As global markets plunge into an economic upheaval, no industries are spared from the turmoil caused by the ongoing pandemic. Some of the hardest hit sectors include aviation, hospitality, and most notably — food and beverage (F&B).
With enforced lockdowns and restricted social interactions, daily activities of restaurants and bars are placed to a near halt. Aquaculture, which serves as an important sector for the F&B industry and one of our main food supply chains is no exception and is undoubtedly affected by COVID-19.
What is aquaculture?
Aquaculture, or also referred to as fish farming, is a method used to produce food and other commercial products, and in some cases rebuild populations of threatened and endangered species. Its primary focus commonly lies in the production of hatchery fish and shellfish.
In essence, there are two main types of aquaculture — marine and freshwater, and this involves cultivating freshwater and saltwater populations under controlled conditions and can be contrasted with commercial fishing; in other words, the harvesting of wild fish.
Aquaculture spans across a wide range of industries. Besides food production, it also includes the production of ornamental fish for the aquarium trade. The aquaculture industry is expected to hit $274.8 Billion by 2025, as fish remains one of the world’s largest sources of food. Among the biggest drivers of the industry are China, Indonesia, and India, with China producing over 60% of the world’s aquatic products across every subset of aquaculture.
COVID-19’s impact on aquaculture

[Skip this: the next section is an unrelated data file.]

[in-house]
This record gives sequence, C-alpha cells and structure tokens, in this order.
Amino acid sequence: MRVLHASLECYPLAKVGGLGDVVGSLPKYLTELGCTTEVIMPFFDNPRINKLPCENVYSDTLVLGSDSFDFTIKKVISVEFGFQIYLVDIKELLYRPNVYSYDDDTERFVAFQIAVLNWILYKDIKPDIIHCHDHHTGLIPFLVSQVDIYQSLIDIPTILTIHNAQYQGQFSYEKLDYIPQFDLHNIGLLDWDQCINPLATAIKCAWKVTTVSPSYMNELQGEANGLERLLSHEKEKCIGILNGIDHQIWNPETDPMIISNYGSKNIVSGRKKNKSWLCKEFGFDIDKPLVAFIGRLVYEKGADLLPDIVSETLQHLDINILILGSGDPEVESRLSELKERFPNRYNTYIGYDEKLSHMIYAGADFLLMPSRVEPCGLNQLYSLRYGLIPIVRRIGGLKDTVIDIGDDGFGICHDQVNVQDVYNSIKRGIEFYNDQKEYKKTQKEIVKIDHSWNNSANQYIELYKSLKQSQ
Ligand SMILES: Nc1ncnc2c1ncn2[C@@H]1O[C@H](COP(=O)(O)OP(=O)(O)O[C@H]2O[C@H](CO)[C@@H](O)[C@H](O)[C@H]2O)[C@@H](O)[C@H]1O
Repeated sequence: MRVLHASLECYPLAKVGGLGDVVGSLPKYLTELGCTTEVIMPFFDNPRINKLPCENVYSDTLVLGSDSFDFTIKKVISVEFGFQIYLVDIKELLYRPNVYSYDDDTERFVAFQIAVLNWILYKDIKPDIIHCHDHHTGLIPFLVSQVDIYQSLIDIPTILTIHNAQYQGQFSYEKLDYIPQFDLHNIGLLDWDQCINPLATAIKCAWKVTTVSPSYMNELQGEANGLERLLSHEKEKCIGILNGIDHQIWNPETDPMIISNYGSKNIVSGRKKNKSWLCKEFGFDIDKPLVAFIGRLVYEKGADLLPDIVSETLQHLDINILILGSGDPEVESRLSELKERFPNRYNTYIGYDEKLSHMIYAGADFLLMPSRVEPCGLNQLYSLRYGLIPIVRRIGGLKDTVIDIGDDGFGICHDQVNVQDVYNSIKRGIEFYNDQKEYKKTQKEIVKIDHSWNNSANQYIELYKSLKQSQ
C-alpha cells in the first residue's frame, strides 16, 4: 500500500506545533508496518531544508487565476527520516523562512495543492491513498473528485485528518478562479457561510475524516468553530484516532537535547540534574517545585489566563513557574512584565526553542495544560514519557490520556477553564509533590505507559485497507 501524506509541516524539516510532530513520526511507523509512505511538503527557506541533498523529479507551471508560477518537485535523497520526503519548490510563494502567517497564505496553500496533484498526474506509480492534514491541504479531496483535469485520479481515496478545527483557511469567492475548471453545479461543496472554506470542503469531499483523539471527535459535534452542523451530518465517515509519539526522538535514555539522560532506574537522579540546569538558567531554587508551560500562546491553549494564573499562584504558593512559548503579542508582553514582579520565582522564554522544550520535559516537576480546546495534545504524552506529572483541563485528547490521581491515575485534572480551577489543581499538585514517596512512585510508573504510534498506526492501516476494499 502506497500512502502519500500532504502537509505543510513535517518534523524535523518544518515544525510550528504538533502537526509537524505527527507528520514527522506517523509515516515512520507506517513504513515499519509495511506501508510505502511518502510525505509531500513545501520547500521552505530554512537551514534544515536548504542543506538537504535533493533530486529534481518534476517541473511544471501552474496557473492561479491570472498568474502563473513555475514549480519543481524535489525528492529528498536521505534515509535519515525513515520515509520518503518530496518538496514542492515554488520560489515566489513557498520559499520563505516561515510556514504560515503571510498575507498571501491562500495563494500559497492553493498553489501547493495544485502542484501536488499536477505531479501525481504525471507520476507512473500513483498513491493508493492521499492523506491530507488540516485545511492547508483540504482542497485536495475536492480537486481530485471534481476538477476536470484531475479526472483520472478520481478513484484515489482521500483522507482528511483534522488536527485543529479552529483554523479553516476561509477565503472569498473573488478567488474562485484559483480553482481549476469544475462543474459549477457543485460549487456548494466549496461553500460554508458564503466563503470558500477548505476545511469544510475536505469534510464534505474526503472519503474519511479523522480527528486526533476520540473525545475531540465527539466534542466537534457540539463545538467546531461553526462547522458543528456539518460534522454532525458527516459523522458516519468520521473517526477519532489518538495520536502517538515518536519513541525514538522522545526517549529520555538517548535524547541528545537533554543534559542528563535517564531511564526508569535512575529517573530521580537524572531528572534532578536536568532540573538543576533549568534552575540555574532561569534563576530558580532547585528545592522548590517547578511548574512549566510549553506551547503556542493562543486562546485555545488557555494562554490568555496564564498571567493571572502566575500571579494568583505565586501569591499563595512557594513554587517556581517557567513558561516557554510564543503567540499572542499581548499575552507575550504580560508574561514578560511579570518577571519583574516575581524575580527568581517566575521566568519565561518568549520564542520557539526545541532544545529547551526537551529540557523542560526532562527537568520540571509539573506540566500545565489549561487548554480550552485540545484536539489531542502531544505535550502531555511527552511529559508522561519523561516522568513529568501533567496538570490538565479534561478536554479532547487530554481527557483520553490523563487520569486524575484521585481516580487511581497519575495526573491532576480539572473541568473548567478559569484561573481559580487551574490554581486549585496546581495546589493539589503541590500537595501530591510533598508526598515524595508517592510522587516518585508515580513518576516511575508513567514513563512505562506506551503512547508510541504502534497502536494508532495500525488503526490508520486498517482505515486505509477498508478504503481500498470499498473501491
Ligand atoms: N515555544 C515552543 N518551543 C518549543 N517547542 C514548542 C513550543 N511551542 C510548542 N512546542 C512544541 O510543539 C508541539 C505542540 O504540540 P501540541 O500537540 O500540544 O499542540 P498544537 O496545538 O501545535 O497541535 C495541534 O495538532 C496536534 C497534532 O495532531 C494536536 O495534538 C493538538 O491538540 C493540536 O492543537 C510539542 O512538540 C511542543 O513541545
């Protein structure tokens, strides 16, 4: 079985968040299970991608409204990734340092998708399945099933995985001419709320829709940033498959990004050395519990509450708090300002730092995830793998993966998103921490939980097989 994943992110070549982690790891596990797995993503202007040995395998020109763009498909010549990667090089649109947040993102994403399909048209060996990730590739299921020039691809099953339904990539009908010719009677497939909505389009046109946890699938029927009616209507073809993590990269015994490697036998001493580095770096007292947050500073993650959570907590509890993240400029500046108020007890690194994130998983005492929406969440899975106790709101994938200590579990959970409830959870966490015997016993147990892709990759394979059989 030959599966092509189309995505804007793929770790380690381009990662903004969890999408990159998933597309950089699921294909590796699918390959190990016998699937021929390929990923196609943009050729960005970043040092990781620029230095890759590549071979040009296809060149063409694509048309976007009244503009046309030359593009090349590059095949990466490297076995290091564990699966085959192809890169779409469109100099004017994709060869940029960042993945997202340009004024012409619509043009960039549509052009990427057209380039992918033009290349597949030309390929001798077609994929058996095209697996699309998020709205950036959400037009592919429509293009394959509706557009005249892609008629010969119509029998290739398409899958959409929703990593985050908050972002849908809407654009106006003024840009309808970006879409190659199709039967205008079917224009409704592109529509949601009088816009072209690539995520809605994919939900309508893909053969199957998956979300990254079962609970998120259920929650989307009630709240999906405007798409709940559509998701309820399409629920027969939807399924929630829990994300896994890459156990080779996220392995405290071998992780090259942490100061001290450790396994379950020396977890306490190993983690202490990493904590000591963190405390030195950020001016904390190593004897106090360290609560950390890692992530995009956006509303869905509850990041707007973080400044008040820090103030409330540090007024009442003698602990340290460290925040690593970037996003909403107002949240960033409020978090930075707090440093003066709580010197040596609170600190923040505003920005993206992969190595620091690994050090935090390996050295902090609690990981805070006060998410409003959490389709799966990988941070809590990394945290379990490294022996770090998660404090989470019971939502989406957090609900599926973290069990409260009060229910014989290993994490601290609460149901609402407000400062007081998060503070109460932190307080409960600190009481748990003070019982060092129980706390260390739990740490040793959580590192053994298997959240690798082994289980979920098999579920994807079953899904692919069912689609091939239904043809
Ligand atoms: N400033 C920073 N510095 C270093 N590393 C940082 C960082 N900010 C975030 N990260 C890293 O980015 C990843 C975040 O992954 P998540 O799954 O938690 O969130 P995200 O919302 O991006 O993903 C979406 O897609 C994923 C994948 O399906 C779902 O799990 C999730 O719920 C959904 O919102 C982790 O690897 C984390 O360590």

COVID-19 is undeniably having a dramatic impact on the seafood industry globally. Although the novel zoonotic virus does not affect sea life, the fish sector is still subject to indirect effects of the pandemic through changing consumer demands, market accessibility, and logistical problems related to movement restrictions that have been implemented in various countries.
With fishing activities brought to a halt to contain the spread of the virus and less market demand, fish farms are reporting a massive drop in the value of its produce. Major seafood producers such as Stolt Sea Farm reported a $12 million drop in the value of its sole, sturgeon, and turbot biomass.
Fish are among the most heavily traded food products in the world. However, as more restaurants and hotels are ordered and advised to close amid the COVID-19 outbreak, seafood producers are seeing a reduction and even a cessation of orders from their customers.
In China, the coronavirus is hitting the nation’s sustainable aquaculture scene, citing the inability to export as one of the leading causes. Restrictions on movement have disrupted supply chains at all levels, and suppliers are struggling to move products due to limited access to logistics.
Over in the UK, reports of the collapse of the crab and shellfish market are emerging as most of the seafood industry relies heavily upon exports and tourism.
Additionally, the uncontrolled capturing of seafood for human consumption at a normal rate isn’t sustainable at this point due to the lack of demand, which has already resulted in a backlog of supply. This would then have an adverse effect on the environment, as the disposal of unsold seafood would result in massive waste and pollution.